Lunch on-the-go doesn’t get much easier (or healthier).
These small but mighty mason jar salads are an easy lunch or snack idea you can prepare at home before your busy week begins. Each jar packs in 13 grams of protein, 13 grams of fibre and 450 calories (of high nutritional quality, most importantly). With endless opportunity for ingredient substitutions, I am interested in hearing what you all come up with! Be sure to check out the PCOS Powers listed at the end of this post (there are a lot!).
Ingredients (makes 5 mason jars):
1 cup dry quinoa
2 cups corn, frozen or canned
1 can kidney beans (I plan to add more next time)
5 tbsp extra-virgin olive oil
5 tbsp seeds (pumpkin, hemp, flax, sesame, etc)
greens (spinach, kale, etc), organic if possible
veggies (beets, carrots, etc)
Cook 1 cup of dry quinoa.
Rinse and measure out your corn and beans.
Once quinoa has cooled, begin layering your salad by adding 1 tbsp of olive oil into each jar, then evenly distribute the beans, corn, quinoa, & seeds (really pack it down to fit everything in).
Finally, distribute greens and veggies (I had spiralized beets sitting in the fridge so I threw those in but you can get creative!).
Store in fridge up to 5 days. When ready to eat, remove from fridge 30 min before eating (this will allow olive oil to liquefy again), shake jar, pour salad into a bowl and dig in!
spinach= high in calcium which helps alkalize acidity caused by inflammation and impaired glucose tolerance, high in magnesium which some women with PCOS are deficient in
kale = anti-inflammatory, high in fiber, & high in calcium which is important for egg maturation and follicle development
kidney beans = high in fiber which helps prevent heart disease, good source of iron and magnesium
quinoa = high in fiber, gluten-free, helps manage insulin resistance and high blood pressure
flax seeds = contain lignans which may increase sex hormone-binding globulin and therefore lower blood testosterone levels, may reduce blood pressure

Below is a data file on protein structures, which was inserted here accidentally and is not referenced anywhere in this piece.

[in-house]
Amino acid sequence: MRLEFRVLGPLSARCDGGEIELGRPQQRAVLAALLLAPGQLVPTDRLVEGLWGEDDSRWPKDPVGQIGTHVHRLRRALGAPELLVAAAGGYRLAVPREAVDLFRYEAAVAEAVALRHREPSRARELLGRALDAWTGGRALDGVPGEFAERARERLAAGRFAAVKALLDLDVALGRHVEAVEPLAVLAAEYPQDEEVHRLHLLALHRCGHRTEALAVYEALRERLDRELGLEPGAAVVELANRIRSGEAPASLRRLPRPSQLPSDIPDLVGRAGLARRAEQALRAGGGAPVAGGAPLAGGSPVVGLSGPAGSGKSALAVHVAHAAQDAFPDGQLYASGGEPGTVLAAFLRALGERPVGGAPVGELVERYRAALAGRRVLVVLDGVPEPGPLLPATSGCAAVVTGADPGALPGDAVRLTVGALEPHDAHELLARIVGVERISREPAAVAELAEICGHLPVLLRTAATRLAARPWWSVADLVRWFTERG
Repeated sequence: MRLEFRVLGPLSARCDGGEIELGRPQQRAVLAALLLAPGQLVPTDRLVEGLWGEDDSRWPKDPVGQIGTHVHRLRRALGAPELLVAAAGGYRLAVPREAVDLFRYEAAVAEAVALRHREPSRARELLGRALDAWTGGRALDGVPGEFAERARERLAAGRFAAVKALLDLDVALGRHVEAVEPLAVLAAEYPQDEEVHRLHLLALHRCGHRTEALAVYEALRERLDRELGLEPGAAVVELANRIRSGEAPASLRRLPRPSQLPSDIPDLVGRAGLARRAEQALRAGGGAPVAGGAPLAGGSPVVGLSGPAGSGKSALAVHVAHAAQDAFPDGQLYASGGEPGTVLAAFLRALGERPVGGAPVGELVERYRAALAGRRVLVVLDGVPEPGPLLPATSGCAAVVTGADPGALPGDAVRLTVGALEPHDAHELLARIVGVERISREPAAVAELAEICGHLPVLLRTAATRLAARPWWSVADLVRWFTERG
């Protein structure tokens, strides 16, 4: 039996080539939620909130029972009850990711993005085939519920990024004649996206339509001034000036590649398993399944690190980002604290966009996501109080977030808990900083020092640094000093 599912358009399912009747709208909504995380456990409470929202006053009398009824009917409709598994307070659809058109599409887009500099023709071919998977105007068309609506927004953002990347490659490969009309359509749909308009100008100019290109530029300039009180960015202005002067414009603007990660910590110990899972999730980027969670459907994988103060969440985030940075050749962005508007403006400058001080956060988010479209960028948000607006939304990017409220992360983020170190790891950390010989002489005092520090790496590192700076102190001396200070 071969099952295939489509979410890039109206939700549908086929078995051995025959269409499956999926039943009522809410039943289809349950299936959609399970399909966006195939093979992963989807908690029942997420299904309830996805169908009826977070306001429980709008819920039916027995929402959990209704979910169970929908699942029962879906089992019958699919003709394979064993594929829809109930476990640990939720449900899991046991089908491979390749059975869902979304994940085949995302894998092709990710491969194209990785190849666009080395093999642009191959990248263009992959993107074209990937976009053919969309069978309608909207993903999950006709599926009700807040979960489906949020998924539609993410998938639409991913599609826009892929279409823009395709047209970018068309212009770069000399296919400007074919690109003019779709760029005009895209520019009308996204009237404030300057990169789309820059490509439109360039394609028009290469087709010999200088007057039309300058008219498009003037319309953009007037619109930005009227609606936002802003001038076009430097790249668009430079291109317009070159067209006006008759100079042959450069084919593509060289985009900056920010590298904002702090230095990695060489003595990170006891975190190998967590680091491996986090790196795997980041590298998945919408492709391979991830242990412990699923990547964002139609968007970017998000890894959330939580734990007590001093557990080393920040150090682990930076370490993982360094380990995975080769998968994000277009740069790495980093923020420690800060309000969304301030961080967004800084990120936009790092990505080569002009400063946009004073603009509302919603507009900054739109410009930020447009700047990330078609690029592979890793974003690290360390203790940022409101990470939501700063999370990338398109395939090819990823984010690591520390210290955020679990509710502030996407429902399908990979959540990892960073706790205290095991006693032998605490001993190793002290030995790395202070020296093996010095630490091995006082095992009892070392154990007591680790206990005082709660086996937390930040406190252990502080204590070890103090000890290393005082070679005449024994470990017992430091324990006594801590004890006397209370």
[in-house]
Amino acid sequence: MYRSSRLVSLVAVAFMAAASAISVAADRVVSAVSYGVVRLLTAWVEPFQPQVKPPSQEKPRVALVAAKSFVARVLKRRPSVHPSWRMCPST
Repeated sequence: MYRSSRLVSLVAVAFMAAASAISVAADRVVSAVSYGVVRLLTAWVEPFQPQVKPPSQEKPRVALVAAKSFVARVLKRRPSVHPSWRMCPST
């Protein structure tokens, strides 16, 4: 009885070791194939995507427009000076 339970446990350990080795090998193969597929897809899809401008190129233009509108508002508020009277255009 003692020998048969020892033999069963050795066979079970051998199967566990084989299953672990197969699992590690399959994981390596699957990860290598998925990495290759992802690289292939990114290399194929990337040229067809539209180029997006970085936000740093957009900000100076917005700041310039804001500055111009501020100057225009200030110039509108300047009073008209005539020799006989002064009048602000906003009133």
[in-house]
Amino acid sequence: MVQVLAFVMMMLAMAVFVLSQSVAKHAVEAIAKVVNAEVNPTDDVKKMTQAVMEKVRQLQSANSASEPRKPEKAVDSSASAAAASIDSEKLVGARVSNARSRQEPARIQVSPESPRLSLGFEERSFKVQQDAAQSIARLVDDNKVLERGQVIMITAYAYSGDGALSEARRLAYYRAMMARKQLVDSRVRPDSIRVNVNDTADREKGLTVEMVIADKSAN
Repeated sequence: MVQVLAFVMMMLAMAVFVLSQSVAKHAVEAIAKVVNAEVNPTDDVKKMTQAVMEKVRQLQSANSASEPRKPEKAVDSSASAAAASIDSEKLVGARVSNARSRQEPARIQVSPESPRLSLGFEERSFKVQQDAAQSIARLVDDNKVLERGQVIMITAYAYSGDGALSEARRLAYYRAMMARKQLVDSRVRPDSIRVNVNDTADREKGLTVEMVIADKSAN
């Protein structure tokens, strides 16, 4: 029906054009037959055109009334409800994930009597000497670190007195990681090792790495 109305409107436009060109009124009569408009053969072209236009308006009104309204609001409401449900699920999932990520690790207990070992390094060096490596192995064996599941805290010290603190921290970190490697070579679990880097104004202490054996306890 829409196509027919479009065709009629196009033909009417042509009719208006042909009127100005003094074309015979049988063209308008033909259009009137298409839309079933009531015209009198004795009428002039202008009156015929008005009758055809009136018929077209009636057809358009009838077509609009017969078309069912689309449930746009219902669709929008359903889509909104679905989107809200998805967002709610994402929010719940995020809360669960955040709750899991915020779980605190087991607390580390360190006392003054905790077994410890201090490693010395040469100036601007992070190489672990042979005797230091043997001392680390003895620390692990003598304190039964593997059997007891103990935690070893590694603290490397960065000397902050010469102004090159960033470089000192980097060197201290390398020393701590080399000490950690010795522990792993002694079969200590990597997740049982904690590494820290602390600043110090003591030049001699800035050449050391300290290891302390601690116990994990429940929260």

beets = anti-inflammatory, helps lower blood pressure, shown to reduce cancerous tumors in various animal models
extra virgin olive oil = anti-inflammatory, studies show 1-2 tbsp a day can lower risk of certain types of cancers
low glycemic = helps to stabilize blood sugar levels and energy
What plant-based lunches do you make? Share your ideas with me in the comments below and have a great week! 🙂
Spaghetti squash is the perfect winter vegetable for PCOS fighters. Unlike many other squash varieties, spaghetti squash is low on the glycemic index and high in fiber. Both of these properties allow spaghetti squash to help stabilize blood sugar levels. It is also high in beta-carotene which may increase chances of conceiving by protecting the ovaries from free radicals (damage from free radicals interferes with progesterone production)¹. Additionally, one study found that people with the highest levels of carotenoids were least likely to develop diabetes or insulin resistance². This recipe will fill two squash boats, and may provide leftovers for the next day.
1 large spaghetti squash
1 can of black beans, rinsed
1 cup of corn, frozen or canned
1-2 onions, chopped
4 cloves of garlic, chopped
1 tbsp olive oil
1 bunch of spinach